Before I draw analogies between a game of Starcraft and systems within the real world I want to make one thing very clear. A game of Starcraft is a closed and bounded system. Outside of the metagame (the assumptions that players bring with them about how the game of Starcraft will go that informs how they play) and hacks that give a player an advantage the game system is effectively closed off from the rest of world. This means that unlike the real world Starcraft can be mapped out by human/artifical intelligence and can be understood fully. Reality on the other hand is infinitely more complex meaning that skill at Starcraft does not instantly translate to military/management prowess (unfortunately for the South Korean state).

That being said, for those of us who haven't spent hours each day training at the game like professional gamers, the space presented to us in a game of Starcraft is far more difficult to navigate, so it may as well be an open system. A professional gamer with countless hours of practice will have instincts that allows them to correctly respond to a given situation far faster and far more accurately then someone without such training. Such knowledge cannot be explained but rather must be learnt through practice. Knowing instinctively what to do in a given situation is, by definition, something that cannot be taught but rather something that must be learnt.

The importance of using implicit knowledge to make snap decisions when dealing with highly complex unpredictable systems was highlighted eloquently by the economist Friedrich Hayek in his famous essay, The Use of Knowledge in Society:

If we can agree that the economic problem of society is mainly one of rapid adaptation to changes in the particular circumstances of time and place, it would seem to follow that the ultimate decisions must be left to the people who are familiar with these circumstances, who know directly of the relevant changes and of the resources immediately available to meet them. We cannot expect that this problem will be solved by first communicating all this knowledge to a central board which, after integrating all knowledge, issues its orders.[1]

While Hayek was critiquing central planning, his critique also describes the limitations any human player will have when it comes to Starcraft. Skilled players will be able to make the right decision within the right timeframe giving them an advantage over unskilled players. However even the most skilled Korean will hit a limit when it comes to decision making due to time constraints. Making important decisions while under considerable time pressure increases the chance of a misplay or ignoring vital information that may have informed a superior decision at that point in time. Even the imposing Google DeepMind AI which has superhuman ability at the game will eventually run into this problem of being unable to calculate you expanded the game space to include more variables in terms of map size, unit availability, resources to manage, enemies to battle and so on. Adopting heuristics to simplify calculation can enable the professional player to make a snap decision in the middle of a high pitched battle that the novice could only make if the game speed was decreased significantly to where Starcraft effectively became turn based instead of real time.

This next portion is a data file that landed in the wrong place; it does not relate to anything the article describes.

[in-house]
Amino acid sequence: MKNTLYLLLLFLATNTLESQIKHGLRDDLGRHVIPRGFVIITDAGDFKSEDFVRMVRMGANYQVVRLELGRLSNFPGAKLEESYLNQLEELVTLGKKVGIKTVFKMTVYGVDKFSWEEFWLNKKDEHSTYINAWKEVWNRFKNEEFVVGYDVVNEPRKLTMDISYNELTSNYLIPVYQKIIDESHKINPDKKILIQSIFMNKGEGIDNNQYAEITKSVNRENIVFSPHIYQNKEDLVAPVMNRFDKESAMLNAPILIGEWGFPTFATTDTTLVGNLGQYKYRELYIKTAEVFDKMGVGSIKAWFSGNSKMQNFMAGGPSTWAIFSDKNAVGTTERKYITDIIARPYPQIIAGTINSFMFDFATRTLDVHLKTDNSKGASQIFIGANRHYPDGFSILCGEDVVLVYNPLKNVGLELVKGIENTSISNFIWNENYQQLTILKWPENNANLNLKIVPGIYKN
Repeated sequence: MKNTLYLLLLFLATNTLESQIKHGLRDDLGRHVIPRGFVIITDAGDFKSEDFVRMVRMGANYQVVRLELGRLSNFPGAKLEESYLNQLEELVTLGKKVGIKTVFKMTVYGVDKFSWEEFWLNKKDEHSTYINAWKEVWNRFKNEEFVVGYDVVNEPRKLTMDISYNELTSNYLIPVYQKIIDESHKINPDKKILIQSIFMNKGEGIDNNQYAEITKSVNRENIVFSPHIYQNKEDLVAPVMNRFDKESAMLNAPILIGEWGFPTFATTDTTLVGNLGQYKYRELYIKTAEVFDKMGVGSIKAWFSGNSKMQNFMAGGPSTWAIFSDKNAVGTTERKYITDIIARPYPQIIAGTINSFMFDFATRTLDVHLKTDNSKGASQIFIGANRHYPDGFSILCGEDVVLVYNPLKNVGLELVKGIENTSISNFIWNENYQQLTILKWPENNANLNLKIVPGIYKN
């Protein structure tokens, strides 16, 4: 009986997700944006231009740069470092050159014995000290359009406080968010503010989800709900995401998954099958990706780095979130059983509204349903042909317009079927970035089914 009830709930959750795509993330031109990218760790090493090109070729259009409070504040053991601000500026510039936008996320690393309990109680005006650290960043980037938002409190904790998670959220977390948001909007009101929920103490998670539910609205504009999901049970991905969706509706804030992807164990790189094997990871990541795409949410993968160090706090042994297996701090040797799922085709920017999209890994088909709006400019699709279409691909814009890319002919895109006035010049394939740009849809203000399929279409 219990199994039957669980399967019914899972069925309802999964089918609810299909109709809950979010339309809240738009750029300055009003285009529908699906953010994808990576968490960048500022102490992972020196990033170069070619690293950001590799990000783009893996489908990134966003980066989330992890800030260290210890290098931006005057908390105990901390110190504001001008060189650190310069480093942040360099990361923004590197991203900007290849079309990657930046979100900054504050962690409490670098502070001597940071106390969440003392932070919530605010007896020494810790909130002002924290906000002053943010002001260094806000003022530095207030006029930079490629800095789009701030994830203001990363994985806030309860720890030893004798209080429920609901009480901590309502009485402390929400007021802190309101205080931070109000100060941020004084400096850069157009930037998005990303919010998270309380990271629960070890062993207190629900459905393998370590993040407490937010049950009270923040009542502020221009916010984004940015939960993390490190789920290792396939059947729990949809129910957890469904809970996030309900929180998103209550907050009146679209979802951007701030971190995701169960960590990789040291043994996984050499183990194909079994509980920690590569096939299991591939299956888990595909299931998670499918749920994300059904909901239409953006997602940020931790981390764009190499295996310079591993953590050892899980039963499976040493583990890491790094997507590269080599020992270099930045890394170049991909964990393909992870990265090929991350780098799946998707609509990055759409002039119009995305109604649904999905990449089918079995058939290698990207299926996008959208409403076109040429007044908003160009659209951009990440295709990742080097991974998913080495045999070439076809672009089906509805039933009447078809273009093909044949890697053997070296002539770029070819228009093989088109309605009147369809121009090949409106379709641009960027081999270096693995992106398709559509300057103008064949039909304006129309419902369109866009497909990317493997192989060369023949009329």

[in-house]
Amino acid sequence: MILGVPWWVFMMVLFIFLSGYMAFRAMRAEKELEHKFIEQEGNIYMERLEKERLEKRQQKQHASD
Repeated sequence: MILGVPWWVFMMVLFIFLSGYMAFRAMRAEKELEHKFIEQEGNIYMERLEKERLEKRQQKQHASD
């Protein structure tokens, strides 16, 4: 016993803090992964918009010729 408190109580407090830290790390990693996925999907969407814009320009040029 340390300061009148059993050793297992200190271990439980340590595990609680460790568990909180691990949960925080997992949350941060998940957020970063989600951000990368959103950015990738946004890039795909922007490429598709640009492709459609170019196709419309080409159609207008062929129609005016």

These time constraints on decision making also reveal how various forms of interfacing with systems play off against each other. The Team Melee mode enables multiple people to control a single player within the game. This allows multiple people to control a single army with a single stock of resources as opposed to normal multiplayer game in which each teams of player fight each other, each has their own army.

While this is an interesting mode to play with friends, the real beauty of it shines through when we consider how skilled players have used it to various ends. In his autobiography the gaming professional BoxeR (aka Lim Yohwan) describes how he used the mode in the early day of the games competitive scene to practice for professional matches:

In the case of practicing with the team melee method, because two players are controlling one race, there is almost no lapse in resources and production, as well as control of units. When practicing with this method, one can almost never win during practice, no matter how good and original the strategy may be. It is very hectic, as one will produce units while the other uses guerrilla attacks, and still the other will expand. While barely even scouting properly, when one sees the enemy base operating perfectly without a single break, the critical feeling is quite intense.[sic]

Losing like this again and again during practice, it is possible to accumulate diverse styles of attack. Naturally, there were those that worried that one could lose confidence from losing, but I rather liked it more. Practice matches are just practice matches. Though I lost during practice, I desired victory from the actual battle.[sic][2]

Such an analysis fits within our understanding of how systems make decisions. In order to deal with the complexity that underlines any larger system agents within that system must intentionally prune unnecessary data so as to be able to gain a comprehensible picture of reality in which it can plan its next move. However this pruning process will remove vital information that may be essential for making correct decisions.
In spreading the cognitive load across several minds a more accurate picture of reality can be obtained and more attention may be paid to significant events. Such a method of obtaining more accuracy is in line with the principles of cybernetics (the science of control systems). By spreading the cognitive load across multiple actors the force is more capable of dealing with variety and changes in the environment, as predicted by Ashby's Law of Cybernetics - that only variety can manage variety. The diffusion of responsibility comes with significant benefits in the time constrained environment that is a game of Starcraft. A mind, be it artifical or human has limits to how many calculations it can do in a given instant in order to make a decision. In distributing the load across multiple agents more appropriate decisiosn can be made because the agents are suddenly free from having to focus on particular problems.